Integrated Planning and Management of Land ResourcesFAOCSDUNEP
World Summit on Sustainable Development, South Africa 2002

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Message 27



Subject: 
        Message 27 - Comment of Ryan Curtis on Intervention by Brian Lewi s, Reply to Questions 3 and 4
        (Message 23)
   Date: 
        Thu, 15 Mar 2001 18:29:00 +0100
   From: 
        RIO10-Moderator 
     To: 
        "'RIO10-L@mailserv.fao.org'" 




Mr. Lewis wrote: "The challenge, to my mind, is rather simple.  We must
establish a way in which we include people, all people, their ideas, their
beliefs, their experience and history.  This "inclusion" requires, indeed it
demands, that we honestly and whole-heartedly seek to enrich and develop all
peoples and societies capacities to care and to recognize the need to work
on the problems and issues for which we collectively must find solutions."

The problem that I foresee is one of economics and the distribution of both
resources and wealth (in financial terms).  Currently the vast majority of
the earth's resources are controlled and consumed by the minority ... in
order for the 'developing' (a misnomer if ever there was one) countries to
have an increase in their standard of living (not to be confused with
quality of life - the two are quite seperate) then the resources *must* be
returned to their control.  In my opinion this will never happen.  Citizens
of affluent countries will never willingly give up their 'luxuries' in order
that citizens of other countries can satisfy their basic needs for survival.
The governments of affluent countries will never willingly carry out any
actions which will realistically infringe upon the standard of living of the
voting population of their respective countries.  The countries of asia, and
africa and latin america (for instance), in order to develop economically,
will have to take control of its own natural resources - oil, gas, precious
metals, minerals and water - and in my honest opinion, the existing vested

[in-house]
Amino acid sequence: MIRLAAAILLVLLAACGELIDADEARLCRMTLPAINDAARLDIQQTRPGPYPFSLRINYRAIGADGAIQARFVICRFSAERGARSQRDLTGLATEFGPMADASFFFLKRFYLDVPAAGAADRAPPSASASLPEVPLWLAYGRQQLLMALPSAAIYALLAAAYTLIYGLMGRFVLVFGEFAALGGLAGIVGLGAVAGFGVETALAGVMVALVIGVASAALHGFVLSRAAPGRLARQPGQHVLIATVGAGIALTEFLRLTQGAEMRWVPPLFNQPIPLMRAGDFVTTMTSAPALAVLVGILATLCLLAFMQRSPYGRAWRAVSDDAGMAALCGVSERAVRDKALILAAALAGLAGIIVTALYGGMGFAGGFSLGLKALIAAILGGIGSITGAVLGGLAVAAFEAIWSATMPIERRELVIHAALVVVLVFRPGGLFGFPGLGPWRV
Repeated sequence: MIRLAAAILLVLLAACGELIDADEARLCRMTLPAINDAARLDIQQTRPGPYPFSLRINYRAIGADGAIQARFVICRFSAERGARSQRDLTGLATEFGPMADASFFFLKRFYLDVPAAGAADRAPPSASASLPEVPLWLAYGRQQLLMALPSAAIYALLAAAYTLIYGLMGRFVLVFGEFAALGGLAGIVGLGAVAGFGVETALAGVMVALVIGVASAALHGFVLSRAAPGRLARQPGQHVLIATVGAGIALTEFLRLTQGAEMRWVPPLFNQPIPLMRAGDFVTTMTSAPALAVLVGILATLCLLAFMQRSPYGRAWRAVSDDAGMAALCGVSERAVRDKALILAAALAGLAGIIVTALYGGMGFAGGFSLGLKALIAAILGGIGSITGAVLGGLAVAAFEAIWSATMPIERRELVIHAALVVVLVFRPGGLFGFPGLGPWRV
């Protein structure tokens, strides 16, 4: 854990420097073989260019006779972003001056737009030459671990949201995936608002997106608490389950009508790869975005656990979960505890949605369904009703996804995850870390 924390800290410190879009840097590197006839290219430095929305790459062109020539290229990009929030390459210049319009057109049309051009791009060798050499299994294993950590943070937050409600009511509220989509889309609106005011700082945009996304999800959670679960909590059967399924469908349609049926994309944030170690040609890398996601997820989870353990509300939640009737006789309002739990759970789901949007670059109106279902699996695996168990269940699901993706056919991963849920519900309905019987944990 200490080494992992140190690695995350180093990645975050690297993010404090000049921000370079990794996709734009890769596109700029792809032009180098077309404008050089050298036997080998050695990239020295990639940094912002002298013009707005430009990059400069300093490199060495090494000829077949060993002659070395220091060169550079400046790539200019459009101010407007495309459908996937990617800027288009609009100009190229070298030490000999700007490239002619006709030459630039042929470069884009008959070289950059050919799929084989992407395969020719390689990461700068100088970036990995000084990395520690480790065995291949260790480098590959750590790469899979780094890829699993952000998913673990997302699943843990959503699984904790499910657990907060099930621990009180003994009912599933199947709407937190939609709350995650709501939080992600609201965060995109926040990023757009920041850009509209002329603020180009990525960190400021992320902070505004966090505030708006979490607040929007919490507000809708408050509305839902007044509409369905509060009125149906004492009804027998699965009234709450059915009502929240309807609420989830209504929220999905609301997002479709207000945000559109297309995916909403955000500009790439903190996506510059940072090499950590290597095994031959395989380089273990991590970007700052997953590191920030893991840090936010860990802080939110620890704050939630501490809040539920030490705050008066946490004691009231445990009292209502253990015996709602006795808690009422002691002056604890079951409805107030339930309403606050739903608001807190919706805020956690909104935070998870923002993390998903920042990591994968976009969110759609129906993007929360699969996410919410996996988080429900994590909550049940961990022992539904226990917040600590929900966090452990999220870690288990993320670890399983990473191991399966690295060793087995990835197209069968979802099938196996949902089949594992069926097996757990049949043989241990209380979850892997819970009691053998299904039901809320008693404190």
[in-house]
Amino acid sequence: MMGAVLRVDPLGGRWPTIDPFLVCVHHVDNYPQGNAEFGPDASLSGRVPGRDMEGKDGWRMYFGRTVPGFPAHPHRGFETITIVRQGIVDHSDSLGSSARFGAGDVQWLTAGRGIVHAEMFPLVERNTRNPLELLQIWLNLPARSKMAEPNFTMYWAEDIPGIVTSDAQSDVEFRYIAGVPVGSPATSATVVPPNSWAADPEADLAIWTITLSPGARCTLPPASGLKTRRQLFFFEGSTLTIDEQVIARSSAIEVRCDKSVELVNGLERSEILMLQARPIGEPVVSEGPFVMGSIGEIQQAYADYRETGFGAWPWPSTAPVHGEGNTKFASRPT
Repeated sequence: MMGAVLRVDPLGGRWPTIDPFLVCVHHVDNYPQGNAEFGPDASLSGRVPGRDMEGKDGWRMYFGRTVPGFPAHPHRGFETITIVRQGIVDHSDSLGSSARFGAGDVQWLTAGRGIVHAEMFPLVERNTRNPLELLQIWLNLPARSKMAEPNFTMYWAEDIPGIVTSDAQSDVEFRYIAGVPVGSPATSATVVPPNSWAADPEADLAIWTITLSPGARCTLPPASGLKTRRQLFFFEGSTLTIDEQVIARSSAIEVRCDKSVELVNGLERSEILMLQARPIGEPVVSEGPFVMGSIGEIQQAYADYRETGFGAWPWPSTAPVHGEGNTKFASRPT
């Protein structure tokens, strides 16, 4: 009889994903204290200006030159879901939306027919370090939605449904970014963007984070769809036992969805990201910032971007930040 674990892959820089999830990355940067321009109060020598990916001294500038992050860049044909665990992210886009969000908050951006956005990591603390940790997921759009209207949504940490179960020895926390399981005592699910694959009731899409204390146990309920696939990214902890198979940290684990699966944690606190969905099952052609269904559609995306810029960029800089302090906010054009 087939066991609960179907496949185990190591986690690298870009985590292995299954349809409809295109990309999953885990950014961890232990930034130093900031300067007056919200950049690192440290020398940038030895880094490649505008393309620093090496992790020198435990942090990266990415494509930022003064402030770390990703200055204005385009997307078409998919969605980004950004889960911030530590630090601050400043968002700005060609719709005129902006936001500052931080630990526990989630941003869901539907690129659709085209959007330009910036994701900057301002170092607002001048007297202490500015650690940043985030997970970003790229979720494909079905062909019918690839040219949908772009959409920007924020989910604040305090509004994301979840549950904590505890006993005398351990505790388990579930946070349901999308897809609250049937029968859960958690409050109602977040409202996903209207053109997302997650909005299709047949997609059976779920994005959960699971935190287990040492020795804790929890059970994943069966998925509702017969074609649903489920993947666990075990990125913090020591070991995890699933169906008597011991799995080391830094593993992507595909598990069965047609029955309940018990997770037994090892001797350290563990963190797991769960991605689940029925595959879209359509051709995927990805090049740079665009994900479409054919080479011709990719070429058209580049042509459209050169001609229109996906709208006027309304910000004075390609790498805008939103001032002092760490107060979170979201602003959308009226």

interests will not permit that to occur - and will use military
interventions where necessary to ensure that it does not.

My own organisation, GAIA-The Foundation for Sustainable Development,
www-foundation-gaia.org confines the vast majority of its operations and
activities to SD in the industrially developed countries.  Until we can
implement sustainable development in Europe, and North America - which is
where the vast majority of damage is being done - then our efforts to
improve the livelihoods of those in poorer countries will be limited to
tinkering and political window dressing.  We have to show the citizens of
the west that sustainability begins at home.

In terms of Sustainable Agriculture and Rural Development in our own
backyards we must begin to seriously implement programmes that promote
organic farming, Permaculture, agro-forestry .... free-range non-intensive
animal husbandry, renewable energy, appropriate technology.  All of the
research has already been done, over the last 30 years pretty much all of
the solutions have been devised and tested - what is holding back
implementation of sustainable agriculture is the lack of political will, and
the surplus of consumer ignorance and apathy. If we are not willing to pay
sensible prices for good quality food, a price that allows a decent standard
of living, and a decent quality of life, for those whose occupation is food
production - then we will end up with unsustainable agriculture by default.



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